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Heavy Rains Lessen Drought in Iowa, Nebraska

May 16, 2014
 
 

Recent heavy rainfall has washed away or at least lessened drought conditions in swaths of Nebraska and Iowa, according to a report released Thursday.

The National Drought Mitigation Center at the University of Nebraska-Lincoln released its weekly monitor of drought conditions across the country, which identified drenching rains as cause for dramatic improvements in areas of the two states considered to be in drought. Brian Fuchs, a climatologist at the center, says overall drought reduced last week by nearly 12 percent in Iowa and about 17 percent in Nebraska.

"That's a big jump for the week, a big jump for improvement," Fuchs said.

Western Iowa saw the greatest improvement in the state, with heavy rainfall removing severe drought conditions and shrinking moderate drought-stricken areas in the region, according to the report. Moderate and dry areas in southeastern Iowa lessened slightly.

Nebraska saw a substantial reduction in the east-central region, with a pocket now considered drought-free. The report notes that rain also led to improved conditions in the Panhandle, where drought conditions ranging from abnormally dry to severe have been scaled back.

Fuchs said the significant improvements seen within the past week are noteworthy, as changes in drought status typically occur slowly. Relatively low temperatures and a fairly good chance of seeing more precipitation should continue to help conditions in both states, he said.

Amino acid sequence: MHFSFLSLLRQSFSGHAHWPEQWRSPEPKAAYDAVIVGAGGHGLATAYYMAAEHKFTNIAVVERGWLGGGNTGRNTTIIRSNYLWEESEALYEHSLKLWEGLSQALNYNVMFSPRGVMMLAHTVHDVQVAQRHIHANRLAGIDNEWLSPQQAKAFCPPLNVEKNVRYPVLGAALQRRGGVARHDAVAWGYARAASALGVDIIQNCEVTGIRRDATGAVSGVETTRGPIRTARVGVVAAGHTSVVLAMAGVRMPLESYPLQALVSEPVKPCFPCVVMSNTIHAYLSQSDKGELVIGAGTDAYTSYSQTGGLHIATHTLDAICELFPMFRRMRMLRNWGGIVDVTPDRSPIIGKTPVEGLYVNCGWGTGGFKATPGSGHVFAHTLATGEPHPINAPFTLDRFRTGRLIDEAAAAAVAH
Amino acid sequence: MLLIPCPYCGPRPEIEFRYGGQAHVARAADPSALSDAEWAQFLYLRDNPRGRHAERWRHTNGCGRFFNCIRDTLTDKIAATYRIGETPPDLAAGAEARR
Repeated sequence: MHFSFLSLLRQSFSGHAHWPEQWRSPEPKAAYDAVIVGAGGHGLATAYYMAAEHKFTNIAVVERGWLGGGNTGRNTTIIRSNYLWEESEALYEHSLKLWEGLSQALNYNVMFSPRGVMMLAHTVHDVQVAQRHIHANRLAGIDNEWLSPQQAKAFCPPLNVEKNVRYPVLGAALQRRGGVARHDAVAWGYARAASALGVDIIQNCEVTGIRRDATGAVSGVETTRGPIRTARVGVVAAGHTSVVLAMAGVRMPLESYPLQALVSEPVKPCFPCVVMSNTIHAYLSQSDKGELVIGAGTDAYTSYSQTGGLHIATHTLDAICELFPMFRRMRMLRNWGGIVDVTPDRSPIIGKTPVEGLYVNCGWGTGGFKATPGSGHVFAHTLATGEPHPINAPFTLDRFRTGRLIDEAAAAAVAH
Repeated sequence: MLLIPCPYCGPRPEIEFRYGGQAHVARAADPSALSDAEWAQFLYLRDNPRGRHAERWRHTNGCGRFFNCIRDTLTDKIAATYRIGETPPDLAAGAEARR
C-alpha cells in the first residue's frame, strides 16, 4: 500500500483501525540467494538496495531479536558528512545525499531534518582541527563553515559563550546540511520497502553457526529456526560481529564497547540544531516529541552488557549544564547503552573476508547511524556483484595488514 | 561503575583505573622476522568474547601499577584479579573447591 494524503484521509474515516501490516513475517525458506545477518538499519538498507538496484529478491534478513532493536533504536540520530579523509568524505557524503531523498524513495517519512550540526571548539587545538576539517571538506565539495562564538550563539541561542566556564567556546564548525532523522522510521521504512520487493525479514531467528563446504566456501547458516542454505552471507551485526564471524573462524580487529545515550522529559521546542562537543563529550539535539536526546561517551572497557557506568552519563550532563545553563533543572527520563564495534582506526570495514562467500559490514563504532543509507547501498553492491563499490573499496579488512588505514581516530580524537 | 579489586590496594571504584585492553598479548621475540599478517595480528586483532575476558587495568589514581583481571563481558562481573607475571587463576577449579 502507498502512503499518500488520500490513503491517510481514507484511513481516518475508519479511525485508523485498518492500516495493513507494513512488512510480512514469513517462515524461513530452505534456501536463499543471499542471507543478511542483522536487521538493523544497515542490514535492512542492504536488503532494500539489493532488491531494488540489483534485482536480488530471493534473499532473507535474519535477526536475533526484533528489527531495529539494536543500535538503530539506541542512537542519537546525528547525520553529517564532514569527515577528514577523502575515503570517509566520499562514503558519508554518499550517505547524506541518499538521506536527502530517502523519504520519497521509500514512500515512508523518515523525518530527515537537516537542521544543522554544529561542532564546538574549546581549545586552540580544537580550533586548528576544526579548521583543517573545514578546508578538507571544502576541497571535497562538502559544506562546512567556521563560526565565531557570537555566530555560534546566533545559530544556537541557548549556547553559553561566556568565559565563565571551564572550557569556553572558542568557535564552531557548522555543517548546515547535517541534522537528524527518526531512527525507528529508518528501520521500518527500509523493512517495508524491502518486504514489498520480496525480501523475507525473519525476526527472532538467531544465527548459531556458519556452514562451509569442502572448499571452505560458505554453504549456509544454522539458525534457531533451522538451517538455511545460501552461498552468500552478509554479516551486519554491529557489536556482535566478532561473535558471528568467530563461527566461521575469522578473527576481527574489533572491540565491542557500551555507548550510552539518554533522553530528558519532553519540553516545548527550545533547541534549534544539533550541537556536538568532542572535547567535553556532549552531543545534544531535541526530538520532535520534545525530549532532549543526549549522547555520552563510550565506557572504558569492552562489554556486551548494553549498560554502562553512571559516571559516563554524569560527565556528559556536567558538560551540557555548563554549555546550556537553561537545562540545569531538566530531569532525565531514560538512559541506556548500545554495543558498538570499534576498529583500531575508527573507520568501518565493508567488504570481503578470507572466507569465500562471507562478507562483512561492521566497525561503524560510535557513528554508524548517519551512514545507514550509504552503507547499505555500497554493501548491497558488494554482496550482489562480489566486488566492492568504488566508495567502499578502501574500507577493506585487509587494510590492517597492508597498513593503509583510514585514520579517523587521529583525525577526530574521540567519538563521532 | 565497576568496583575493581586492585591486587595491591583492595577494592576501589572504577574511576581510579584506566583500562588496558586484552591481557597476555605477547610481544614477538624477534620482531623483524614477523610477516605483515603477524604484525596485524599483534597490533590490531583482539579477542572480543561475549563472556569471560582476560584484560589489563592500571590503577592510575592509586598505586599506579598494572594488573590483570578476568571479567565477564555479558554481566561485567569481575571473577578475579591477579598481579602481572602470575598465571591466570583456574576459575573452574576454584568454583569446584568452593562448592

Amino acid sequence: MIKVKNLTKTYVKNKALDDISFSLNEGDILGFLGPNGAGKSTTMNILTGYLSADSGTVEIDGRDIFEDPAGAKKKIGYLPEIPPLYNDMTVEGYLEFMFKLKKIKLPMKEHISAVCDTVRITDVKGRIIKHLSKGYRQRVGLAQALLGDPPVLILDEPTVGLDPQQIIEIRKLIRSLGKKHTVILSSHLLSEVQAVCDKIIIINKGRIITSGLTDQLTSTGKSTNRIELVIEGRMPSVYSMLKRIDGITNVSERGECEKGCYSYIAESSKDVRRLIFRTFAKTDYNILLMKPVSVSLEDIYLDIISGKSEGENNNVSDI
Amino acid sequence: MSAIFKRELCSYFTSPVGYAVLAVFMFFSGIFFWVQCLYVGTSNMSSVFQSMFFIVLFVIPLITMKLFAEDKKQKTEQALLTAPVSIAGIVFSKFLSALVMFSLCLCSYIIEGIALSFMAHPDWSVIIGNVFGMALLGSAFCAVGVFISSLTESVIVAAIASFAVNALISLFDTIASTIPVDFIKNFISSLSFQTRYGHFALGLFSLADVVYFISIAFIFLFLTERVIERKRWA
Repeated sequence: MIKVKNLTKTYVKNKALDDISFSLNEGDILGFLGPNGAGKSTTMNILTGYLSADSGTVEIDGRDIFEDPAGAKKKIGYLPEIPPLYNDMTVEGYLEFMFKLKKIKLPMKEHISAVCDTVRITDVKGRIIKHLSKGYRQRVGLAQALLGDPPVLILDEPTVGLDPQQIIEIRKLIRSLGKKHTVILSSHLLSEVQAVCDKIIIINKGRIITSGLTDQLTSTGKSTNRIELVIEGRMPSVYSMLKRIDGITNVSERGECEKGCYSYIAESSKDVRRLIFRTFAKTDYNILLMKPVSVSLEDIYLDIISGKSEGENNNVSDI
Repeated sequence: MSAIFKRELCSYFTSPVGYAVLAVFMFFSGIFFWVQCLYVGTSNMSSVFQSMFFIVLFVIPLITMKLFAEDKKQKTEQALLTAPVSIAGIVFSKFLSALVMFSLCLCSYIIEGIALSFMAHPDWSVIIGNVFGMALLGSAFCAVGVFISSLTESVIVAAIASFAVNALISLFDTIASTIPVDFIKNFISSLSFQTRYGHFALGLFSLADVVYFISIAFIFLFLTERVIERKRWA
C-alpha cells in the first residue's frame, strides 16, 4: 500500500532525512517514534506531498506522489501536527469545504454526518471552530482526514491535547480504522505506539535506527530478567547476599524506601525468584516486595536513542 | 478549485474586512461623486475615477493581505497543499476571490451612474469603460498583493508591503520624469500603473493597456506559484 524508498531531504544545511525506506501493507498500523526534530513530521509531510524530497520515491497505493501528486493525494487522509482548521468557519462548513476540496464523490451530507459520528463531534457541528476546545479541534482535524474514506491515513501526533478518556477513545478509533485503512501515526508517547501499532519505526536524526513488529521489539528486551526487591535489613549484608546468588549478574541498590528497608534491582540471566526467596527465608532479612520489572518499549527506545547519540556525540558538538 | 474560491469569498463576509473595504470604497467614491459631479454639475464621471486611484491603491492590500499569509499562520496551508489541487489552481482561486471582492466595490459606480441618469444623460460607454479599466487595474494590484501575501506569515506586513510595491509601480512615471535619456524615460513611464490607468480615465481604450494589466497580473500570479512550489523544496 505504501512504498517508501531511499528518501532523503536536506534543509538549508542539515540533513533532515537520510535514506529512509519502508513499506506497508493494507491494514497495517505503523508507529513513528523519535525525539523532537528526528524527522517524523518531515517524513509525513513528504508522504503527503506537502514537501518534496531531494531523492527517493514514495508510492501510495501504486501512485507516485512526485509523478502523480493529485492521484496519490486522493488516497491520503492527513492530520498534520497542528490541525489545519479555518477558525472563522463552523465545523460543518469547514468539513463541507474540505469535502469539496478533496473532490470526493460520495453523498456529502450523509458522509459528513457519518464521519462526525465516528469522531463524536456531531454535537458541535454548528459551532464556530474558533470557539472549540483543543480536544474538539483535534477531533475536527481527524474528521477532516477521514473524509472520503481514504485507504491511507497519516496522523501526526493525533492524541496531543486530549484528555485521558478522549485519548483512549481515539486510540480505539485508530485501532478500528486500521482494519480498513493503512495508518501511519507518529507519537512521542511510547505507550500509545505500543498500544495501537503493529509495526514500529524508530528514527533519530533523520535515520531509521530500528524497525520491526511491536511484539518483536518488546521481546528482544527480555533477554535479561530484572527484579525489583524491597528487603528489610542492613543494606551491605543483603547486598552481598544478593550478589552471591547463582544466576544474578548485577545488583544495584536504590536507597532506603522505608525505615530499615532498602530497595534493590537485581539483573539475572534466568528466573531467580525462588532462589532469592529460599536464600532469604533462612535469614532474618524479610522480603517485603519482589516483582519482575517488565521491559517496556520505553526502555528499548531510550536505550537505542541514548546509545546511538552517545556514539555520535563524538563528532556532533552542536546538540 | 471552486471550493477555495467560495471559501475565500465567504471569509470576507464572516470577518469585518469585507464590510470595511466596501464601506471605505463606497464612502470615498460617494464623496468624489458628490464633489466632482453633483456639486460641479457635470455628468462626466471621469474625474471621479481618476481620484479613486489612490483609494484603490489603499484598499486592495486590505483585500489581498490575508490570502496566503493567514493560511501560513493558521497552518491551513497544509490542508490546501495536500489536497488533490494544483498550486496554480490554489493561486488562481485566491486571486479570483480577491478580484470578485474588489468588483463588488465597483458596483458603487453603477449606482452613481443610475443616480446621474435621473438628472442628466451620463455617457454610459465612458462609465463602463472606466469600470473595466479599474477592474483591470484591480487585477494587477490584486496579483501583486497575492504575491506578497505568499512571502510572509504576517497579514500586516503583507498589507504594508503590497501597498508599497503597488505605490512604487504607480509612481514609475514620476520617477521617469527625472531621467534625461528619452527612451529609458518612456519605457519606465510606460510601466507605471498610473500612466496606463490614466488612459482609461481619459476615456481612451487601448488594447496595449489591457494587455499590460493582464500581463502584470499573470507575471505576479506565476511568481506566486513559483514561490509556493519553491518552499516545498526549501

Lincoln Mayer Chris Beutler announced Thursday that he's not yet setting any city watering restrictions, though dry spells caused a need for restrictions in previous years. Lincoln Water System officials said in a statement they'll continue to monitor water levels to determine whether conservation efforts will be needed throughout the summer.

Concerns remain in some areas of Nebraska. Fuchs said the far west and southwest regions have not seen the kind of rain other areas of the state have, leaving them in severe to extreme drought.

Kelly Brunkhorst, Nebraska Corn Board's director of research, said it is unfortunate the southwest corner didn't receive the rainfall much of the rest of Nebraska did, and that the drought there is going to affect farms into the summer months.

Improvements in Western Iowa haven't eliminated drought in the area altogether, which is especially a concern for farmers there, said Mark Licht, an Iowa State University agronomist.

"There are some pockets that are really quite dry yet," he said.

And heavy rains haven't yet resulted in flooding issues in fields that have been planted, but they've stalled some northeastern Iowa farmers' planting progress, particularly with corn crop, Licht said. The longer the delay, the greater the risk for a drop in yield potential.

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